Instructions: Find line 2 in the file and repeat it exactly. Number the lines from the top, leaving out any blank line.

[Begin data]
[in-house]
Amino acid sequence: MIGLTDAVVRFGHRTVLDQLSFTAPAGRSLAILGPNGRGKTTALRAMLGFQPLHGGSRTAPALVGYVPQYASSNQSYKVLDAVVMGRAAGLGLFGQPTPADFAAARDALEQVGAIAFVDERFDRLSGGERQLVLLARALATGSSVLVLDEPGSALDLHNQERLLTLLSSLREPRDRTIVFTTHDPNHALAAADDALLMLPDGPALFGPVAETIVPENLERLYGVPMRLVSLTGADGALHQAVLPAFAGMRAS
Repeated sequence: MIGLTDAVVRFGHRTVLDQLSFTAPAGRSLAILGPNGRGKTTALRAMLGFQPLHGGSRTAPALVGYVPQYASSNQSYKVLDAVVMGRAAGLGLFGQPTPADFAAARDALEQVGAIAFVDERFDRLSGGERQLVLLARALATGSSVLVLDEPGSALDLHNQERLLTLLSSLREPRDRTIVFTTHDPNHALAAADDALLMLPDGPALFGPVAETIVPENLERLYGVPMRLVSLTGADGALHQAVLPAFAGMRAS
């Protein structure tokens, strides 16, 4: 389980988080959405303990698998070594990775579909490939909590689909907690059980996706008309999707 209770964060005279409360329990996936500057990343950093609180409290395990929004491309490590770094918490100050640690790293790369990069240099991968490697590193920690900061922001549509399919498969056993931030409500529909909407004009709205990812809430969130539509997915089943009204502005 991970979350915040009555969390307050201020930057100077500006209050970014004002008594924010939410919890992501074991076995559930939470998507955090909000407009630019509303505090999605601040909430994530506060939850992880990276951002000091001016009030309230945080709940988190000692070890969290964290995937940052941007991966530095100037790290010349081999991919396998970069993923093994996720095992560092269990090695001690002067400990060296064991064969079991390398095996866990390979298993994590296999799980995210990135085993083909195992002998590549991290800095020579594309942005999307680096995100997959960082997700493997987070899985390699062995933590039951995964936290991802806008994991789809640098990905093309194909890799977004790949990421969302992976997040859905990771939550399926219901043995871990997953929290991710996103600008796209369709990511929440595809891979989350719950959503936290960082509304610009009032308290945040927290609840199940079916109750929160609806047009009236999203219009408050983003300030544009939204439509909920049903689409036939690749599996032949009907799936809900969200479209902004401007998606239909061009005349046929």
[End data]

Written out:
Amino acid sequence: MIGLTDAVVRFGHRTVLDQLSFTAPAGRSLAILGPNGRGKTTALRAMLGFQPLHGGSRTAPALVGYVPQYASSNQSYKVLDAVVMGRAAGLGLFGQPTPADFAAARDALEQVGAIAFVDERFDRLSGGERQLVLLARALATGSSVLVLDEPGSALDLHNQERLLTLLSSLREPRDRTIVFTTHDPNHALAAADDALLMLPDGPALFGPVAETIVPENLERLYGVPMRLVSLTGADGALHQAVLPAFAGMRAS